Sunday, 12 June 2011

焼きたて!! ジャぱん / Yakitate!! Japan

Once in a while, from the thousands of manga titles out there, something so utterly bizarre and original comes along that stands out amongst generic and eccentric series alike. These things usually pique my interest: after all, my favourite anime of all time revolves around a traditional board game. But Yakitate!! Japan is so crazy, so bizarre, and so hilarious that I found it irresistible. There is, in fact, a whole genre of manga based around cookery: Cooking Papa, Cooking Master and others dramatise the lives of chefs. But none strike the same chord as Yakitate!! Japan.

Young Azuma Kazuma’s life changed forever when his sister forced him to try some bread as a child. The son of a rice farmer, he was devoted to Japan’s staple carbohydrate, but bread changed his life – he became a baker, helped by his naturally warm ‘solar’ hands, and set about trying to create a national loaf for his country, which he will call ‘Japan’ (‘pan’, from the Portuguese, is the Japanese word for bread, and of course isn’t the name for the country in Japanese).

It took some time for me to warm up to the anime, especially as a fan of the manga. The art and animation looked cheap and very ugly beside the very professional manga art, the voices didn’t match up to the ones I’d imagined (especially the woman who played Tetsunosuke in Peace Maker Kurogane as Azuma: far too brash, even for his country accent) and the comedy timing never seemed quite right. Until Yotsubato!, I considered Yakipan the funniest manga I’d ever read, and that was part of what made me keep watching: I was waiting for gags I’d found hilarious in the manga to be repeated, mostly still very funny in anime form, and anticipating gimmicks that were tailor-made for the manga (such as when it all becomes colour) to see how they would be adapted. But towards the end of the series, there was more than that to look forward to: the fillers increased, and new gags were added. The anime was braver with parodying current series, One Piece and Naruto both getting nods. The character voices never did feel quite right, but I got used to them, and started to look forward to new episodes.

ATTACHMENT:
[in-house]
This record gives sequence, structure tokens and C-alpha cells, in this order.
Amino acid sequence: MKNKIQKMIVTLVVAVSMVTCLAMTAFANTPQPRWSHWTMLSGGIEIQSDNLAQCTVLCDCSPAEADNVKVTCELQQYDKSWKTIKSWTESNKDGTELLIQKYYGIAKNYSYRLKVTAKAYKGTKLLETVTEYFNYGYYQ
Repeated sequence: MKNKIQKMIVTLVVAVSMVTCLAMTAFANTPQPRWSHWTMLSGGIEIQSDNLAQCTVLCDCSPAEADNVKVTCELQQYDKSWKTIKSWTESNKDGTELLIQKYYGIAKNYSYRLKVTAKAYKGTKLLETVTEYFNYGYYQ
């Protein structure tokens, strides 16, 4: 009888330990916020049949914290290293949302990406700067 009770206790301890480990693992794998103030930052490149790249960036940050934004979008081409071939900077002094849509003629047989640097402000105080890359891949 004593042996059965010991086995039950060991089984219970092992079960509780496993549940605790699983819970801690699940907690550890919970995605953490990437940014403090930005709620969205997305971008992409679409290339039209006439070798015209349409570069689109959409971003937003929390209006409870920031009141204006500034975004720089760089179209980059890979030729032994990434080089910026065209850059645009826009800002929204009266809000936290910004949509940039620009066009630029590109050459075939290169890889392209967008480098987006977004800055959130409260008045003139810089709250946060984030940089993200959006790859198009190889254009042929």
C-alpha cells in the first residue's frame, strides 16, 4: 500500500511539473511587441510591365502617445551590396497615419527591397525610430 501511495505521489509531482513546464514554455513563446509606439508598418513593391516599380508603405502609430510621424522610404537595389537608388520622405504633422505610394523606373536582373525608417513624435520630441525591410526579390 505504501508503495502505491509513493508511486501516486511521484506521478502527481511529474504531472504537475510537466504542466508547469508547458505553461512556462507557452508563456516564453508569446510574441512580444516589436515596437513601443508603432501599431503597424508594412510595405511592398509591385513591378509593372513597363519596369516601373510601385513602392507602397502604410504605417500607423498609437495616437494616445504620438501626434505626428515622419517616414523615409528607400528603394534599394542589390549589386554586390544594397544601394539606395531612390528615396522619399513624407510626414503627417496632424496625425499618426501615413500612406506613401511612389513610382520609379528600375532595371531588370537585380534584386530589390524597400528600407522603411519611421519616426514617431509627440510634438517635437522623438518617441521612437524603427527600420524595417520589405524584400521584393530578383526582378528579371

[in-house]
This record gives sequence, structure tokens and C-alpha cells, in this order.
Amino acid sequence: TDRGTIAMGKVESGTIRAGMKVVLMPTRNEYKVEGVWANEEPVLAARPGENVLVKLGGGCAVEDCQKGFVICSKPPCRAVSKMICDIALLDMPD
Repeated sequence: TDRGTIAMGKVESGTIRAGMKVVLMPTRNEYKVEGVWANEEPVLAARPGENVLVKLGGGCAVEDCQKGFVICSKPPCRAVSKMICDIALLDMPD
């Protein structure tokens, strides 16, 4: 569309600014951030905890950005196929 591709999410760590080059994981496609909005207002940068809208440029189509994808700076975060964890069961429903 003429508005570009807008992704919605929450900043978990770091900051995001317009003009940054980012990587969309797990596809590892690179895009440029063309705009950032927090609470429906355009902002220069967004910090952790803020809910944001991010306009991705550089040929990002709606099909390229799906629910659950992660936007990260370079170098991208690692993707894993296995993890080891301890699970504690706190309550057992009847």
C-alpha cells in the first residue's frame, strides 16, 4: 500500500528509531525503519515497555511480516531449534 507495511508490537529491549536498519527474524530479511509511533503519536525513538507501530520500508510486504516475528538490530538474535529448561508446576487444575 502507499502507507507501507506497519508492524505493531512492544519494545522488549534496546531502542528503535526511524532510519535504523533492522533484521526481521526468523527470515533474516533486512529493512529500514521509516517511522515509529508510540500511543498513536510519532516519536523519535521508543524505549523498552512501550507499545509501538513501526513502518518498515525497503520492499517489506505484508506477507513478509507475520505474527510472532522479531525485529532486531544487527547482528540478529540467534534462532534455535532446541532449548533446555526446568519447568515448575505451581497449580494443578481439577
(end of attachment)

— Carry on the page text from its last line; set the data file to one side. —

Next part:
The comedy of the series revolved around bread being so very delicious that those who have a sensitive palate cannot help but have a strange reaction to the flavour. This starts out with them seeing visions or their bodies involuntarily doing something slightly odd like forming a kanji character, but it grows through causing the tasting judge to relive their past romantic affairs, to sending them to the afterlife, and ends up even changing the course of time itself. It’s daft, insane, and many times totally brilliant.

The final episode was painfully hurried, bringing with it that usual unsatisfying feeling you usually get when an anime ends before the manga is even thinking about wrapping up. Well, at least it’s only a comedy anime about baking bread, so there aren’t many loose ends left untied – and in all fairness, the tournament setup tends to be a dull way to prolong a shounen manga. But despite that, I actually feel lucky to have experienced this strange and delightful story of competitions, comradeship, romance and bread.

(collated from impressions, 11.3.05 and 19.6.06)

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